Delinquent loans soar to record levels

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Some 8.2% of consumer loans are either delinquent by at least 30 days, or in default -- meaning that the lender has written off the debt.

The Federal Reserve reports that 4.2% of loans are 30 days past due and 4% are in default. The culprit is, not surprisingly, unemployment. But this time around, home mortgages are taking a backseat to credit cards and car loans in America's game of debt roulette. The reason? Borrowers who are upside down on mortgage correctly see that there is no real reason to keep dumping cash into the black hole of insolvency.

Given all this, you might think that the United States government would be looking for ways to help consumers get back on the "accounts current" bandwagon. But you'd be wrong. Instead, the economic stimulus plans passed by Congress and signed by President Obama explicitly seek to prevent Americans from making payments on their debts.

One Springfield Republican summarized the rationale behind replacing $300-$600 economic stimulus payments with withholding changes providing workers with an absurd $10.25 cents per week in extra-take home pay. The larger one-time payments seemed great but "Problem was, too many people took that money and saved it, or used it to pay down debt."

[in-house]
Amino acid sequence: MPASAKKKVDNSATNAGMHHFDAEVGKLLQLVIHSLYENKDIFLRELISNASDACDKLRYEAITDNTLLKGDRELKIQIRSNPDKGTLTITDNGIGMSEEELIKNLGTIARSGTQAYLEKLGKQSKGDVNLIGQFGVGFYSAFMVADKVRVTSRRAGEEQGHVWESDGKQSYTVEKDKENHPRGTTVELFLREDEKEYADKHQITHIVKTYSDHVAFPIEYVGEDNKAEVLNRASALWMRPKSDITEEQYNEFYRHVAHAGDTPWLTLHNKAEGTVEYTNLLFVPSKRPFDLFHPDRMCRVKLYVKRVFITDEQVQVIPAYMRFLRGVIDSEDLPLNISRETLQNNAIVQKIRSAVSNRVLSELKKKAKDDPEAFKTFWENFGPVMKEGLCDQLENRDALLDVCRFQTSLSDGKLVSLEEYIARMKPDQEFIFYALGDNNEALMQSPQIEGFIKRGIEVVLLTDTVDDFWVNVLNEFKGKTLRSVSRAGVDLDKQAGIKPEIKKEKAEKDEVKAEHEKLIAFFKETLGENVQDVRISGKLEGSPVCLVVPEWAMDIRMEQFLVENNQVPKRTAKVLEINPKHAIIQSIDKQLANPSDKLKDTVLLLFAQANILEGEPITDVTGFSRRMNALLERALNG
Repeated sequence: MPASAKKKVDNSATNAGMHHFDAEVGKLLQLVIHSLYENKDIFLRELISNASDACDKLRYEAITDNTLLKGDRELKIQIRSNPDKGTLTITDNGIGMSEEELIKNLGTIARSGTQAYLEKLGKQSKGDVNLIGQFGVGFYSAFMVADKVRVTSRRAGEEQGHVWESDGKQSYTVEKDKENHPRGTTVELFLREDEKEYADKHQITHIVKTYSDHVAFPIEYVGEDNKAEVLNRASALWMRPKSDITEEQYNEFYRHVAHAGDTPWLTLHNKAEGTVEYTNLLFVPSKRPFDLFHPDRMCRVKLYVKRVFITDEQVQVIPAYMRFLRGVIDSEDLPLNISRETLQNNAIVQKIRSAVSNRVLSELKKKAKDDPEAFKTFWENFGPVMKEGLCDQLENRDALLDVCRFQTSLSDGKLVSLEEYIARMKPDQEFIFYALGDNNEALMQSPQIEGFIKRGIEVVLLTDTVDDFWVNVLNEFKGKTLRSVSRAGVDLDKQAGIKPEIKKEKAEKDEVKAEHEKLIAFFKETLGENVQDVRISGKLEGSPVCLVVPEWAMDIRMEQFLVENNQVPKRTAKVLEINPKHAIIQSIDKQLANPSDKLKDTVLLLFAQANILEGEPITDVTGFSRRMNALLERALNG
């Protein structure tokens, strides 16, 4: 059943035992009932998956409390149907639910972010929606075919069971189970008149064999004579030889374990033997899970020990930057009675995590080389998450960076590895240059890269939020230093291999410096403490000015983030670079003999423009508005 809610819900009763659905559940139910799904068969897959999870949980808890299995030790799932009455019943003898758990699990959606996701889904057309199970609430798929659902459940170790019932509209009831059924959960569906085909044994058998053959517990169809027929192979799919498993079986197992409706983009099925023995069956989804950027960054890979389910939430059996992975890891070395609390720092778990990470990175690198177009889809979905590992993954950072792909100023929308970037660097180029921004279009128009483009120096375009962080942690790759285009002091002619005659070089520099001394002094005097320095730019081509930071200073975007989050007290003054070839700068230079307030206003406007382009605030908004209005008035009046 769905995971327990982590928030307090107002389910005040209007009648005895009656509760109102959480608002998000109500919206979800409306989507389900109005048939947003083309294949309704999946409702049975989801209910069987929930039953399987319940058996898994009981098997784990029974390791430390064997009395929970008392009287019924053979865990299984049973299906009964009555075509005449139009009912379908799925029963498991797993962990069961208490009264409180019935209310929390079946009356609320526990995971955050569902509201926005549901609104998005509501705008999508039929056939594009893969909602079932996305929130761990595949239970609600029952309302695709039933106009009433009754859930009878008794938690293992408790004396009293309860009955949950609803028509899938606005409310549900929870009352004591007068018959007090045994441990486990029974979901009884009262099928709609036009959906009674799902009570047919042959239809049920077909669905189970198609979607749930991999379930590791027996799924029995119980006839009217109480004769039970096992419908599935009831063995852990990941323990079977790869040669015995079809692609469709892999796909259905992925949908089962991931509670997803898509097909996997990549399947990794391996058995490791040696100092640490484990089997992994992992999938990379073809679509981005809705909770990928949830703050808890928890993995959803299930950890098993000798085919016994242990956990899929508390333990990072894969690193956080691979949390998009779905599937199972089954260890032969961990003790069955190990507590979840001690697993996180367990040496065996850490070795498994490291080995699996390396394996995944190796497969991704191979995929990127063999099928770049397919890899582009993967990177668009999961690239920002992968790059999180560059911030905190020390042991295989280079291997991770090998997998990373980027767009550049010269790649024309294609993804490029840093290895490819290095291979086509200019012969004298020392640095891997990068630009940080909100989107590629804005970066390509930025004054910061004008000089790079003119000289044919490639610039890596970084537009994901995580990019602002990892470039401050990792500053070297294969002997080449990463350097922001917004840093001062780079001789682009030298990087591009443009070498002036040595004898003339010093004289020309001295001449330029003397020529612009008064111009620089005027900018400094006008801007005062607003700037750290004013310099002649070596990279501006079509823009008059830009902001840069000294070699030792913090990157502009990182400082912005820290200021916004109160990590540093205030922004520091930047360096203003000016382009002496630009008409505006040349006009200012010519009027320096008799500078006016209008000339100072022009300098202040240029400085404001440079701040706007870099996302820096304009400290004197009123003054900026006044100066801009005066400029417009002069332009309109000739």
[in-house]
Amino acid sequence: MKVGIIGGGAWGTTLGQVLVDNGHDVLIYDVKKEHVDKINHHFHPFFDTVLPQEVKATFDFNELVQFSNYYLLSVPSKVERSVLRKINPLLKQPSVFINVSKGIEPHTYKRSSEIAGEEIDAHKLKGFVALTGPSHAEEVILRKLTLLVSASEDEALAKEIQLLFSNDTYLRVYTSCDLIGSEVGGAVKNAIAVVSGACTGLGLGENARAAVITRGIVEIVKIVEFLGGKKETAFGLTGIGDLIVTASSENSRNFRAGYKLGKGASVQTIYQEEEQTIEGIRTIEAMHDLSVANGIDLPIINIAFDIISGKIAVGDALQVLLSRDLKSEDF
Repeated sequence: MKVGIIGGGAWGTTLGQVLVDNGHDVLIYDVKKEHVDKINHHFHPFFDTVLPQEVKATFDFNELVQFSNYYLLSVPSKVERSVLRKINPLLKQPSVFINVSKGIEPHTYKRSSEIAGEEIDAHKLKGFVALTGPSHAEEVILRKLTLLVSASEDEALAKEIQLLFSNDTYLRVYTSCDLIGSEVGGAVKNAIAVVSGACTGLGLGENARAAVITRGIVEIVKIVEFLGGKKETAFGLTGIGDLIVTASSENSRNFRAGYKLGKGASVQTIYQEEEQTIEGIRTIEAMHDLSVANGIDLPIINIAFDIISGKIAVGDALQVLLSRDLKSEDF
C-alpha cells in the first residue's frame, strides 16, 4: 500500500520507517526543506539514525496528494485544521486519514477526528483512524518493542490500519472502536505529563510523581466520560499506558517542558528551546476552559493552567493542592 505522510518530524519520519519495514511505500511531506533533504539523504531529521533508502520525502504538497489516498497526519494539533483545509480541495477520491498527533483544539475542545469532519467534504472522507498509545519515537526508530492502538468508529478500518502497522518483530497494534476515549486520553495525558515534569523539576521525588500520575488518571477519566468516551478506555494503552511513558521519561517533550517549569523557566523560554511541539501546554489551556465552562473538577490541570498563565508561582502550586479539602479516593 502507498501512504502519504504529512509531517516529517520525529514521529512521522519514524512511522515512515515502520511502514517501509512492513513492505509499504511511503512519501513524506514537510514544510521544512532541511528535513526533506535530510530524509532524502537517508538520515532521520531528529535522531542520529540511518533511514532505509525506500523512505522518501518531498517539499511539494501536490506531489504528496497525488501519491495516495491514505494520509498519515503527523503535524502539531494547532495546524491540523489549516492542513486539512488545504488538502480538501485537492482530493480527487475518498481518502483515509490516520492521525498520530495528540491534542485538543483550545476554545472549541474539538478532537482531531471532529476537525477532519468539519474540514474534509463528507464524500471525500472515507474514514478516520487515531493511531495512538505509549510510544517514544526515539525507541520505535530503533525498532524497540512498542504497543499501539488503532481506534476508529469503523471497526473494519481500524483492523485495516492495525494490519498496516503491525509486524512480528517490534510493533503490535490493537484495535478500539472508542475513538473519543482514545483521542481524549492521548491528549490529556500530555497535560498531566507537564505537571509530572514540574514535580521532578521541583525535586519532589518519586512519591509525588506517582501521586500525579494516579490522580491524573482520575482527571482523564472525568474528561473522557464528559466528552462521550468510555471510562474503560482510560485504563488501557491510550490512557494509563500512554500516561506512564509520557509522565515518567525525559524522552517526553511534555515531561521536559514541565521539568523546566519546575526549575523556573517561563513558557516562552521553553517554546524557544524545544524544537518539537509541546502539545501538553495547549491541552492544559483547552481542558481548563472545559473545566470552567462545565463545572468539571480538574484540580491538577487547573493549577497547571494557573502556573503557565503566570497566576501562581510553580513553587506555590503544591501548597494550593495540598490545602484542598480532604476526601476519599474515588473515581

So now we've given people so little money per week that they'll just spend it mindlessly and the result will be this: a tiny, barely detectable bump in consumer spending combined with growing bank write-offs jeopardizing the future of our capital markets and ever-compounding consumer debt loads threatening people's retirement security.

But other than that, this should end fantastically.

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